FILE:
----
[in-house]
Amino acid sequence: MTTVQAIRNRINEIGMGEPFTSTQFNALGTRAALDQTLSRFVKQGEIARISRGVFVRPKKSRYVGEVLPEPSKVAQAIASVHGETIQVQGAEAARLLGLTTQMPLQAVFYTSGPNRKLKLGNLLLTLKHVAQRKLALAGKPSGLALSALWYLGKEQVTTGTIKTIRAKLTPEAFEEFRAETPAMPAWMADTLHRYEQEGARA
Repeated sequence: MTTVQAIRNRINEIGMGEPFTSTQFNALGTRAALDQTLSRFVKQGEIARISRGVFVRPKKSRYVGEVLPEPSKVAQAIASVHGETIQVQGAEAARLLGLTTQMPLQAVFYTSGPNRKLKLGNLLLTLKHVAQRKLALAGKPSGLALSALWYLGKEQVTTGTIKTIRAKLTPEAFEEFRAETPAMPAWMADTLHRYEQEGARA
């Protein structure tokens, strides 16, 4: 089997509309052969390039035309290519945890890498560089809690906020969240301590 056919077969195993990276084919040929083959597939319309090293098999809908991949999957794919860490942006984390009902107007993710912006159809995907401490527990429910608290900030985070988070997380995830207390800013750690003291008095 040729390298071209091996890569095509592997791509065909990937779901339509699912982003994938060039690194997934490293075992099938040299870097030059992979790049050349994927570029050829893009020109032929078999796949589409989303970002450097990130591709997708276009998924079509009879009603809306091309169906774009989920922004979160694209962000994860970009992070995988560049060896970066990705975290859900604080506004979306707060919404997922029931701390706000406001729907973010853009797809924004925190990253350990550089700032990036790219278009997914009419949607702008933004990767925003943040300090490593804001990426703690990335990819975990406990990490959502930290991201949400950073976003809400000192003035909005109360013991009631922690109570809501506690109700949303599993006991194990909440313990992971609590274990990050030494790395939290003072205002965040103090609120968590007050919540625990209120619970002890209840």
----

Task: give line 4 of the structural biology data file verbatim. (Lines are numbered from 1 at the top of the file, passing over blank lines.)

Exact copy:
């Protein structure tokens, strides 16, 4: 089997509309052969390039035309290519945890890498560089809690906020969240301590 056919077969195993990276084919040929083959597939319309090293098999809908991949999957794919860490942006984390009902107007993710912006159809995907401490527990429910608290900030985070988070997380995830207390800013750690003291008095 040729390298071209091996890569095509592997791509065909990937779901339509699912982003994938060039690194997934490293075992099938040299870097030059992979790049050349994927570029050829893009020109032929078999796949589409989303970002450097990130591709997708276009998924079509009879009603809306091309169906774009989920922004979160694209962000994860970009992070995988560049060896970066990705975290859900604080506004979306707060919404997922029931701390706000406001729907973010853009797809924004925190990253350990550089700032990036790219278009997914009419949607702008933004990767925003943040300090490593804001990426703690990335990819975990406990990490959502930290991201949400950073976003809400000192003035909005109360013991009631922690109570809501506690109700949303599993006991194990909440313990992971609590274990990050030494790395939290003072205002965040103090609120968590007050919540625990209120619970002890209840």